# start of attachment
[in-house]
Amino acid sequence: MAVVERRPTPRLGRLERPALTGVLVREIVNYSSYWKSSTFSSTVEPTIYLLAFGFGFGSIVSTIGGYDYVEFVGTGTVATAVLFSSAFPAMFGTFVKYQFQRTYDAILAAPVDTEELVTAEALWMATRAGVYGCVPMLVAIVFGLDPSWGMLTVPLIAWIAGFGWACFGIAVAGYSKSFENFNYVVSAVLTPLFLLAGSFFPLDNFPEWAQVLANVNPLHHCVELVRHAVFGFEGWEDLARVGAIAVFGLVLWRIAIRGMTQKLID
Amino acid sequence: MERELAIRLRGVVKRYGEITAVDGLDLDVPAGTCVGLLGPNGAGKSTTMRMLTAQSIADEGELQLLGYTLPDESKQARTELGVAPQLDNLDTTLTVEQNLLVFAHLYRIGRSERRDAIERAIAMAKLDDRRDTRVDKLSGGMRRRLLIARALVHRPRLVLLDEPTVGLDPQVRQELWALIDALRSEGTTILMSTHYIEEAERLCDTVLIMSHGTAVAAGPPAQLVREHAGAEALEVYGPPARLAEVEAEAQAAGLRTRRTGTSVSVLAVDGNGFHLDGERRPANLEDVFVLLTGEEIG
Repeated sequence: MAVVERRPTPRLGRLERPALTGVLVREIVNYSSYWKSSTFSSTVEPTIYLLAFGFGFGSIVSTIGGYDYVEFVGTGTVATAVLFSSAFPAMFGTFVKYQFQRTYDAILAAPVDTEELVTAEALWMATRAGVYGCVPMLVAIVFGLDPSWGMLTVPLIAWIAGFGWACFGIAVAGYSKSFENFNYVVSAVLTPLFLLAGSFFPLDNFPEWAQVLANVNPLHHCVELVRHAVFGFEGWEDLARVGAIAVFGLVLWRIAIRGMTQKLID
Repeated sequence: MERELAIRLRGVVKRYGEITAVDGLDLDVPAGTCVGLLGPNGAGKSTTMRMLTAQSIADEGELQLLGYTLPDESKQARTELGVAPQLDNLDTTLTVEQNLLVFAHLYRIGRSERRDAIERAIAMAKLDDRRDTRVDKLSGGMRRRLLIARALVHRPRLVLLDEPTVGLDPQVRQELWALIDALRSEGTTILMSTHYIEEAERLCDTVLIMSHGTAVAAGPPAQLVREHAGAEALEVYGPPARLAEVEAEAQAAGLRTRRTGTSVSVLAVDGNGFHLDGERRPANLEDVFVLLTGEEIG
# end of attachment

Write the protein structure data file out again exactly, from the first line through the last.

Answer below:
[in-house]
Amino acid sequence: MAVVERRPTPRLGRLERPALTGVLVREIVNYSSYWKSSTFSSTVEPTIYLLAFGFGFGSIVSTIGGYDYVEFVGTGTVATAVLFSSAFPAMFGTFVKYQFQRTYDAILAAPVDTEELVTAEALWMATRAGVYGCVPMLVAIVFGLDPSWGMLTVPLIAWIAGFGWACFGIAVAGYSKSFENFNYVVSAVLTPLFLLAGSFFPLDNFPEWAQVLANVNPLHHCVELVRHAVFGFEGWEDLARVGAIAVFGLVLWRIAIRGMTQKLID
Amino acid sequence: MERELAIRLRGVVKRYGEITAVDGLDLDVPAGTCVGLLGPNGAGKSTTMRMLTAQSIADEGELQLLGYTLPDESKQARTELGVAPQLDNLDTTLTVEQNLLVFAHLYRIGRSERRDAIERAIAMAKLDDRRDTRVDKLSGGMRRRLLIARALVHRPRLVLLDEPTVGLDPQVRQELWALIDALRSEGTTILMSTHYIEEAERLCDTVLIMSHGTAVAAGPPAQLVREHAGAEALEVYGPPARLAEVEAEAQAAGLRTRRTGTSVSVLAVDGNGFHLDGERRPANLEDVFVLLTGEEIG
Repeated sequence: MAVVERRPTPRLGRLERPALTGVLVREIVNYSSYWKSSTFSSTVEPTIYLLAFGFGFGSIVSTIGGYDYVEFVGTGTVATAVLFSSAFPAMFGTFVKYQFQRTYDAILAAPVDTEELVTAEALWMATRAGVYGCVPMLVAIVFGLDPSWGMLTVPLIAWIAGFGWACFGIAVAGYSKSFENFNYVVSAVLTPLFLLAGSFFPLDNFPEWAQVLANVNPLHHCVELVRHAVFGFEGWEDLARVGAIAVFGLVLWRIAIRGMTQKLID
Repeated sequence: MERELAIRLRGVVKRYGEITAVDGLDLDVPAGTCVGLLGPNGAGKSTTMRMLTAQSIADEGELQLLGYTLPDESKQARTELGVAPQLDNLDTTLTVEQNLLVFAHLYRIGRSERRDAIERAIAMAKLDDRRDTRVDKLSGGMRRRLLIARALVHRPRLVLLDEPTVGLDPQVRQELWALIDALRSEGTTILMSTHYIEEAERLCDTVLIMSHGTAVAAGPPAQLVREHAGAEALEVYGPPARLAEVEAEAQAAGLRTRRTGTSVSVLAVDGNGFHLDGERRPANLEDVFVLLTGEEIG